19 December 2015
A local friend read my essay from last year about helicopter parenting, and afterward remarked that the piece had surprised her. I asked why. My politics, she said, did not jibe with the position I’d taken. I had declared myself a laissez faire parent who prides myself in letting my kids fend for themselves. This outlook apparently runs contrary to the mollycoddling nature of liberals. Who knew?
Her response got me to thinking: what do politics have to do with it, and why do conservatives think liberals started this trend? So I Googled “politics” and “helicopter parenting,” and as it turns out, no one has ever officially linked these descriptors. Their connection appears to be only a myth, one that’s perpetuated in online comment threads. I found one article, however, that draws a correlation between the rise of dual working-parent families, economic stress, and the resultant time limitations American parents have with their kids. In short, harried parents over-plan their kids’ lives to compensate for their chronic absence, which means economics, not politics, drives this sociological trend.
So why do people assume liberals have cornered the market on overprotecting their kids? If anything, I would bet most helicopters are conservatives, though this is only a guess based on where I’ve lived as a parent. Either way, it goes to show that Americans these days are so prone to stereotyping (and by extension, dividing) that they equate political leanings with everyday behaviors.
Take religion, for example. Many conservatives assume liberals are atheists bent on eroding their religious liberties, yet I know numerous liberals of faith, Catholics included. Meanwhile, none of my atheist friends desires to secularize the nation. The only thing liberals want is a clear separation of church and state. We have no problem with schoolchildren learning about the role religion has played throughout history, nor do we mind if they sing songs gleaned from a variety of faiths. We do, however, insist that religious pageantry and doctrine remain at home or in places of worship. Yet regardless of how carefully liberals state the distinction, conservatives are quick to accuse us of godlessness, immorality, and Constitutional abuse. That’s quite a list of transgressions! At best it’s generalizing, at worst it is prejudice. As with helicoptering, this puzzling religious divide has intensified over the past thirty years.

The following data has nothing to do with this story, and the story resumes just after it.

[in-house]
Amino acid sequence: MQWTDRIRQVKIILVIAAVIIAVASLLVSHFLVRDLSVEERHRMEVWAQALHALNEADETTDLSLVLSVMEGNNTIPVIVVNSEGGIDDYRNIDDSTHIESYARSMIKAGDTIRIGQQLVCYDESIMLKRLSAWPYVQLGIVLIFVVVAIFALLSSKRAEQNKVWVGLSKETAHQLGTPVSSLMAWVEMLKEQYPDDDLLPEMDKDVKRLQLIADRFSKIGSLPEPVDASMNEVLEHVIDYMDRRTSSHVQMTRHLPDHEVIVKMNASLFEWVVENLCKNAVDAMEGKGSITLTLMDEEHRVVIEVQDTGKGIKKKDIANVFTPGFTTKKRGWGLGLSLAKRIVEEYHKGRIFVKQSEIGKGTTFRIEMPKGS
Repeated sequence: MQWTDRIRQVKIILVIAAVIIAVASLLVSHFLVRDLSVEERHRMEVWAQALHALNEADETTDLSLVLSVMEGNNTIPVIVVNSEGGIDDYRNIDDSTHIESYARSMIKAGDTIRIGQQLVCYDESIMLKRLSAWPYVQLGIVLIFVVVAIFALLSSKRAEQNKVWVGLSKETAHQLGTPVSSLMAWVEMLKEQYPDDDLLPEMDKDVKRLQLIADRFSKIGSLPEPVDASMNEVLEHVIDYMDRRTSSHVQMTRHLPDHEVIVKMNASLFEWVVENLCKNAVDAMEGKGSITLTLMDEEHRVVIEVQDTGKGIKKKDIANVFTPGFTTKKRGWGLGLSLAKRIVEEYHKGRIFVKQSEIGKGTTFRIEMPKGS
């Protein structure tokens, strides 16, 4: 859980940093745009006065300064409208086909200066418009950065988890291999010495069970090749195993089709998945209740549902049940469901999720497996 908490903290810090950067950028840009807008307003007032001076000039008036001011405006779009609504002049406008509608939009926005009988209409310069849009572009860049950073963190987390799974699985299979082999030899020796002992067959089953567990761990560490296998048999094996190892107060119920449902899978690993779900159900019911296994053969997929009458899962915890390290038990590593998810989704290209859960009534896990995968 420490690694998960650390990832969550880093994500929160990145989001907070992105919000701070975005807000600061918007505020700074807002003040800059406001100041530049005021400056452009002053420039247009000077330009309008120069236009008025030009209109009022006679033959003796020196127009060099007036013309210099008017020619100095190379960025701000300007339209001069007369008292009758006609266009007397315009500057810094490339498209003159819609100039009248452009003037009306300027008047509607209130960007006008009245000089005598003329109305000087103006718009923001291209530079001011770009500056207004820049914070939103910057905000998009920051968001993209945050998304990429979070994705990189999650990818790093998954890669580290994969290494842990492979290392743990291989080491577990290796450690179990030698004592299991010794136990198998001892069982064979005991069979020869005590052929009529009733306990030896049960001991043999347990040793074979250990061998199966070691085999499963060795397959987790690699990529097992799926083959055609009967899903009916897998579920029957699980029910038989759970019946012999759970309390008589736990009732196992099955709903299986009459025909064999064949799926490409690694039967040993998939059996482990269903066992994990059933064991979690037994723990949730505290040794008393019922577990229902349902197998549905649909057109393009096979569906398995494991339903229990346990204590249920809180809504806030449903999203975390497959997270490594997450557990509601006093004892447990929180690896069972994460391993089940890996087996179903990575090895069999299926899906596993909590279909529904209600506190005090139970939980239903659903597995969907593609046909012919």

Another American political stereotype involves guns. Step into any online debate about weapons, and you’ll notice the liberals are tagged as Constitution-haters who want to confiscate all guns. Personally, I have no problem with guns—I’ve shot at targets and squirrels—but I do have a problem with 350 million guns in the hands of 100 million Rambo wannabes (minus the few thousand who actually know what they’re doing). I also have a problem with assault weapons and heavily armed men strolling around in public. Everyone’s on edge, thanks to increasing incidences of shootings; many think it’s time to examine our nation’s gun policies. These are reasonable concerns shared by millions of citizens. Left and right should be able address them using data and research rather than drawing ideological lines or lobbing insults.
Coddling, political correctness, godlessness, and gun-hating . . . such myths are falsely associated with the liberal wing of American politics. Certainly, the assumptions flow in both directions. One might just as easily accuse conservatives of being bigoted, misogynistic, bible-thumping, gun-toting, heartless skinflints, yet most conservatives I know do not fit that description.
The problem, I believe, stems from a powerful anti-intellectual mood in this country, one that prefers to huddle in opposite camps, lobbing insults and assumptions across the divide. We’ve forgotten what it’s like to be “one nation, indivisible.” We hold fear and suspicion above brotherly love. Politics is ostensibly a system of individuals who manage the big picture while the rest of us go about our daily lives. As a non-politician, I don’t define myself by the politics I espouse, so why on earth should anyone else define me that way?
Don’t pigeon-hole me, get to know me. Here’s my beginner’s checklist:
1. I happen to think political correctness is stupid.
2. Children need toughening up more than they need protecting.
3. I respect your right to practice your faith; conversely, you must respect my right not to be constrained by your particular brand of morals.
4. I don’t mind the right to own guns, but I abhor the culture of worshipping weapons.
If these points surprise anyone who thinks they know liberals, then I’ve made my case: politics do not define who we are. So why don’t we take the first step toward healing our fractured nation? Let us bury these broad stereotypes, stop making assumptions about fellow citizens, and start listening to each other. We’d be amazed at how much we Americans have in common.
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